According to the laws of probability, you should not be reading this article. You see, there’s a reason cardiologists call a severe blockage of the right coronary artery a “widow maker.” And when the blockage occurs before the age of thirty, the diagnosis is most often made during an autopsy. What’s more, even when the problem is treated with surgery, a significant majority of bypass patients either die or have another surgery within five years.
This week marks five years since that life-changing Wednesday afternoon when an otherwise-healthy, twenty-nine-year-old soccer referee who didn’t drink or smoke fell over dead for a few seconds. Friday was the five-year anniversary of my morning on the operating table. Five years ago today was the first time I ever missed a Sunday preaching assignment on account of illness.
The good news was that the doctors repaired the vascular damage in about six hours with bypass surgery. The physical recovery took the better part of a year. But truthfully, even five years later, I suspect I’ll probably never be “good as new.” You see, my heart didn’t just stop; it was broken. There was a real emotional, spiritual illness in me, one that revealed itself in destructive habits as dangerous as any drug. Inadequate to the challenge of dealing with my own problems, I instead buried myself in my work of helping others. When I was hurting, I sought out “comfort food” rather than the God of all comfort.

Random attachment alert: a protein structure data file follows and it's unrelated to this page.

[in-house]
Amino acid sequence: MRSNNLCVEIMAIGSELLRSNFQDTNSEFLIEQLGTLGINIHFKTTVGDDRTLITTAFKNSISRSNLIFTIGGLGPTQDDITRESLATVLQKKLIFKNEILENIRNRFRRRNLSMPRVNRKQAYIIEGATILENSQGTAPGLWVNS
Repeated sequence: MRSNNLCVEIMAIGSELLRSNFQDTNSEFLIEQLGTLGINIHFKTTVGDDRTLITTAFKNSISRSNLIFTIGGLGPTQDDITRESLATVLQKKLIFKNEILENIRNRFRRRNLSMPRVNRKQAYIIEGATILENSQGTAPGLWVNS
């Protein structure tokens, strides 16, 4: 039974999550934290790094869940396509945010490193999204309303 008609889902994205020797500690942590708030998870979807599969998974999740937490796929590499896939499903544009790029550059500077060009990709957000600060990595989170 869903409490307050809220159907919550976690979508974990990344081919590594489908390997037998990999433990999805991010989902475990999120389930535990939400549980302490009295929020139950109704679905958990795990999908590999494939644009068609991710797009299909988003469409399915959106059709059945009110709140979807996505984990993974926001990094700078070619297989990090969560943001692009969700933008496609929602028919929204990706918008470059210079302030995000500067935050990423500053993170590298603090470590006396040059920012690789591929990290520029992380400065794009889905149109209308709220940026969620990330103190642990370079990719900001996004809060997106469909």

Habits like the ones that nearly killed me five years ago cannot be surgically removed, nor do they simply disappear by force of will. When I sat down to write this article, I thought it strange to do so since I am still such a work in progress, even after five years.
Five years later, I’m still not “well,” and probably never will be. But I am getting better. And if you’re reading this article, you have probably helped. Whether you’ve been my family, my friend, or just my audience, I’m better today because of you.